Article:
By Jamie McEwan
BRATISLAVA, Slovakia — The official Opening Ceremonies of the 2011 Canoe Slalom World Championships did not begin until 7 p.m. Tuesday local time, so during the day there was training as usual on the course. With boat and gear inspection taking place off to one side, it was a good chance for me to meet new people as they stood in line.
I was particularly happy to chat with Prossy Mirembe of Uganda. It’s always interesting to run into a racer from outside the usual slalom countries, and I felt a certain tentative connection—my two sons have paddled on Mirembe’s home river, the White Nile. Mirembe paddled freestyle there for eight years, but only began to focus on slalom a year ago. She arrived here less than a week ago, without any coach or manager, and she’s catching rides to and from her hotel with the Greek team. Talk about guts.
Many of the representatives of out-of-the-way countries actually grew up in one of the usual slalom nations: I’m told that the Thai athlete grew up in Germany; the Lebanese in Australia; and the Nigerian in Britain. And Boukpeti, the popular surprise Bronze Medalist from Togo, grew up in France.
Still, a number of the newer slalom nations have developed their own programs: China in particular, but also Brazil, Mexico, the Ukraine, and others. Since one of the fine points of the Olympic selection method involves a strong effort to have four continents represented in each event, some of these new faces will be seen in London. (Quick quiz: is Uzbekistan in Europe, or in Asia?)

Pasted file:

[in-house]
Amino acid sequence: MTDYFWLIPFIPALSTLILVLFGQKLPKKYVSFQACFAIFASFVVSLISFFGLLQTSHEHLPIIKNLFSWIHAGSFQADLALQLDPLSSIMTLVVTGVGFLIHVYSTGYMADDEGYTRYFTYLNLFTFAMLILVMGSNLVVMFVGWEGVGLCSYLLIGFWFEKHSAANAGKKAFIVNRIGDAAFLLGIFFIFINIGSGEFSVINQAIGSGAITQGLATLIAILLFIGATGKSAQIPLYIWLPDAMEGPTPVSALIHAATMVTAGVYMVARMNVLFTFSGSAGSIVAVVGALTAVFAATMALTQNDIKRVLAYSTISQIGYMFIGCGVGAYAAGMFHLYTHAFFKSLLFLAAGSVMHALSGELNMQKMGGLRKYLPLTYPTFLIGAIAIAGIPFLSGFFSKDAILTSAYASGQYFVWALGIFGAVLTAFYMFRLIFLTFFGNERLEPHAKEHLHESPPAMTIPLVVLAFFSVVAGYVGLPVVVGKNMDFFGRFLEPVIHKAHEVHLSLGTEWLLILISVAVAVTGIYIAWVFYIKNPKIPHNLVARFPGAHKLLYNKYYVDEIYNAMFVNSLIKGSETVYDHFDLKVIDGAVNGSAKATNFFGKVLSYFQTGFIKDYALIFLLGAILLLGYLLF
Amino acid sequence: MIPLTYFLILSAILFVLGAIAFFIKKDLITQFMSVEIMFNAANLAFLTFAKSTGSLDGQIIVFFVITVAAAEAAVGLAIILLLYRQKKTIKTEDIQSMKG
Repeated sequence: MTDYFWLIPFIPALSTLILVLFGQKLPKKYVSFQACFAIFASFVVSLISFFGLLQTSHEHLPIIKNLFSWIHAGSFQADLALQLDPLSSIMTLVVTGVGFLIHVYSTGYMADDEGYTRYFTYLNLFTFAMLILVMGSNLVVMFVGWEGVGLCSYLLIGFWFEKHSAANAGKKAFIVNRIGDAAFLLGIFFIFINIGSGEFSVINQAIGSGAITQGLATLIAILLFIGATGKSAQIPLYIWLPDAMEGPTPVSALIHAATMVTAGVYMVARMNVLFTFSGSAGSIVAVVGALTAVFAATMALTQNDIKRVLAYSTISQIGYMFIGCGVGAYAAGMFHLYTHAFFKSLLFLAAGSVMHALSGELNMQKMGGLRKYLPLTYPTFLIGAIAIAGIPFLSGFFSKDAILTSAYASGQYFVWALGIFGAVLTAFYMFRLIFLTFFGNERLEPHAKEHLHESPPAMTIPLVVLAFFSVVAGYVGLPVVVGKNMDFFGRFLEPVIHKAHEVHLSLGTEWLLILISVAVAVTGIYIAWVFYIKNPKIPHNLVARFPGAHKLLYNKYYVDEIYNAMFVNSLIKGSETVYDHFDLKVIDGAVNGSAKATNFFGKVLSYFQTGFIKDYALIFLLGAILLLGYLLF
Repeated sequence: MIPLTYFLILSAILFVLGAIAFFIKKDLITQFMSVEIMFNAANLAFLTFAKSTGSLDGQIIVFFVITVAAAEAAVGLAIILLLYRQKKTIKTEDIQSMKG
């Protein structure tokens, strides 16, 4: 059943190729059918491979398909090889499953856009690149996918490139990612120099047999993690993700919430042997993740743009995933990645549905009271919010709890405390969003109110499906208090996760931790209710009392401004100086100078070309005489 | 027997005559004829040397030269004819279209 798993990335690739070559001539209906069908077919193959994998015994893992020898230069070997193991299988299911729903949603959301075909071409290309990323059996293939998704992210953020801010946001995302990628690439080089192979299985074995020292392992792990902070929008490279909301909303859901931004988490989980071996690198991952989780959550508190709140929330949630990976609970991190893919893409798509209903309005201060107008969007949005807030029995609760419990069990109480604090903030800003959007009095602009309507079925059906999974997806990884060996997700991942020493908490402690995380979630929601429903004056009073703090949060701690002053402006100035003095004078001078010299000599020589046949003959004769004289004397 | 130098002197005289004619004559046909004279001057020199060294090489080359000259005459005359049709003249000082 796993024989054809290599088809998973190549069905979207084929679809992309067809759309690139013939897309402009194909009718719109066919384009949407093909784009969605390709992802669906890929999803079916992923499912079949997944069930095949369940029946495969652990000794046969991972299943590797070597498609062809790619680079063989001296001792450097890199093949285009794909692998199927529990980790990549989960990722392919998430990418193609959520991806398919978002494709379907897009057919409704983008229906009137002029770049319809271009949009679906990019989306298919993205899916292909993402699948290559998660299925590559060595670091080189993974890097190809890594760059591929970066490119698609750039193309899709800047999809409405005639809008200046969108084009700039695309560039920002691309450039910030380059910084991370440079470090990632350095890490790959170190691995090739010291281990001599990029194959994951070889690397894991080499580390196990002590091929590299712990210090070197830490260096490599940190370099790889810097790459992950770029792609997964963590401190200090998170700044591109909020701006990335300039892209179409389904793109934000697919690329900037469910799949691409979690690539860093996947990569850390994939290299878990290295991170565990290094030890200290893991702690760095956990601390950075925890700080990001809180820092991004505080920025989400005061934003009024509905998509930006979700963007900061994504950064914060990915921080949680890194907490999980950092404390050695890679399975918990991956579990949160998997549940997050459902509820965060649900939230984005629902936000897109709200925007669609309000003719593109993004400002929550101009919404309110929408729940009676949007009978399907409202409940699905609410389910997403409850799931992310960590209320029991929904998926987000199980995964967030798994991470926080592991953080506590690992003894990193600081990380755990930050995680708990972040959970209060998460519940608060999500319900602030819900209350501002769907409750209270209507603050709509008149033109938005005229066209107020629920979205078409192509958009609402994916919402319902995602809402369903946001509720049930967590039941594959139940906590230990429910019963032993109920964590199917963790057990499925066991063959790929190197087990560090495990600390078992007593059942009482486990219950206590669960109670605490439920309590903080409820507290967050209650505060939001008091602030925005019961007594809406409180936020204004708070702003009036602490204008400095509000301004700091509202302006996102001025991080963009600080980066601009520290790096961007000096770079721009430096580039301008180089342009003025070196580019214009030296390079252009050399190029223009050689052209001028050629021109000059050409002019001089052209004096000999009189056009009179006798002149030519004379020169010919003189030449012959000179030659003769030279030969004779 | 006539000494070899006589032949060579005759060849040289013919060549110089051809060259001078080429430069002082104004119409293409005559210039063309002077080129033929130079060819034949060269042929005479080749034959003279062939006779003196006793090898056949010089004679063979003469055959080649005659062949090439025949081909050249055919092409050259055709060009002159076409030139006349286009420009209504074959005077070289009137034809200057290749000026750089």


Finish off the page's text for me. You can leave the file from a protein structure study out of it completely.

I also had time to puzzle over, and ask about, a comment U.S. coach Silvan Poberaj made the other day. Silvan had said that the race was often won or lost at the course’s largest (though unnamed) drop. This surprised me, because any good paddler would run this drop without an instant’s hesitation. It’s simply a chute with eddies on each side and a powerful but unobstructed runout. It was pointed out to me, however, that the eddies on each side are higher than the main current, meaning they’re particularly difficult to enter without losing all speed and being washed low. And with today’s short courses and intense competition, fragments of seconds count; a low entry into one eddy can make a difference of five or ten places. In addition, the drop is steep enough that the approach is almost entirely blind, with the rocks on the sides smooth and washed-over so that they show no landmarks. I’m glad I’m not out there. (OK, not really.)
Finally, the Opening Ceremonies. I was forewarned, and brought ear plugs. For the record, it was very nice.
Jamie McEwan raced on numerous U.S. Slalom teams between 1971 and 2001, collecting one Olympic medal, one World Championship medal, and one World Cup Championship along the way. Now the veteran competitor and expedition paddler is exploring the unfamiliar role of spectator, sharing his insights as the world’s best slalom paddlers compete for the sport’s most significant prize. Among them is Jamie’s son, Devin, racing in the USA C-2 with Casey Eichfeld.